IRS Increases Enforcement on Aggressive Employee Retention Credit Claims

The IRS announced enforcement action against dubious Employee Retention Credit (ERC) claims by sending over 20,000 letters to taxpayers notifying the recipients of disallowed ERC claims. This compliance effort results from a review revealing many taxpayers didn’t meet the ERC criteria. Recipients not eligible for the credit will receive Letter 105 C, “Claim Disallowed.”

The ERC is a refundable tax credit designed to aid businesses that continued paying employees during the COVID-19 pandemic, even amid government-ordered suspensions or significant revenue declines. In September, the IRS announced a moratorium on processing ERC claims at least until the end of 2023. For those with outstanding claims, this means a more thorough review and longer processing times. The standard processing goal of 90 days will be increased to 180 days or longer if the claim is subject to further review or audit.

IRS Commissioner Danny Werfel noted that aggressive marketing led to claims that clearly didn’t meet legal requirements. This action is part of a broader compliance initiative, with more disallowance letters and requests for the return of erroneous funds planned.

The IRS has intensified audit work and criminal investigations targeting promoters and businesses with questionable ERC claims, with hundreds of criminal cases and thousands of flagged claims.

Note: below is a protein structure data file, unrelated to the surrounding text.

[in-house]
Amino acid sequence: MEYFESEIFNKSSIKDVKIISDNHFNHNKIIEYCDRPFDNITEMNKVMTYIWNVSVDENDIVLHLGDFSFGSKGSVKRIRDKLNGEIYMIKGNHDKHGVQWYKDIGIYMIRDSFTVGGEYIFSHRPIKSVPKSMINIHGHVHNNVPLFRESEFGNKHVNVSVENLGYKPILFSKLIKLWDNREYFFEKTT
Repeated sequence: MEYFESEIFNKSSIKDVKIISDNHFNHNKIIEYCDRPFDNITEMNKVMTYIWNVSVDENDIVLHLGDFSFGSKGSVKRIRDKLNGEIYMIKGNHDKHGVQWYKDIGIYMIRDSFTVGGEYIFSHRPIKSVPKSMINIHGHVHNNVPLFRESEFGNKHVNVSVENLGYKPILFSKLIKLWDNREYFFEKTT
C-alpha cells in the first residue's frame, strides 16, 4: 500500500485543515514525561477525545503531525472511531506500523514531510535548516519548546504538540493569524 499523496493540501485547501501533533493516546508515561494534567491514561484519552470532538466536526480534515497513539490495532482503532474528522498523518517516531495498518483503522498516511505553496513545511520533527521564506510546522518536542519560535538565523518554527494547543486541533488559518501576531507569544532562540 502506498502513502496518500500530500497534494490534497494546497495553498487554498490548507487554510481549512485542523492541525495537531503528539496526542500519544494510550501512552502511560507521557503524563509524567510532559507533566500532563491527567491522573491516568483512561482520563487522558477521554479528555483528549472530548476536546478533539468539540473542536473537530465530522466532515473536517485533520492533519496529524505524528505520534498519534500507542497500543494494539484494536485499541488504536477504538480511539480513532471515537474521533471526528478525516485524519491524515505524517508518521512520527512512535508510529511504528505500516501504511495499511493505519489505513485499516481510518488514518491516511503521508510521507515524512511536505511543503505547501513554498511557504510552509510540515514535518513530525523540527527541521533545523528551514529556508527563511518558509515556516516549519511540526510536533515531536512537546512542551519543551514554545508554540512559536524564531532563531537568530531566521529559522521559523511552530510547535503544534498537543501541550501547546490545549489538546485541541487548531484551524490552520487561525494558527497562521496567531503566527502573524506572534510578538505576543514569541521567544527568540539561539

The 20,000 letters to taxpayers address two main issues: entities not existing during the eligible period and entities not paying wages. These letters help ineligible taxpayers avoid audits, penalties, and interest, protect against incorrect refunds, and save IRS resources.

Disallowance letters allow taxpayers to respond with documentation or file an administrative appeal if they disagree. Additional letters and a voluntary disclosure program are forthcoming.
The IRS still accepts withdrawal requests for full ERC claims under a special process. This helps those misled into filing ineligible claims by ERC marketers or promoters avoid future repayment, interest, and penalties.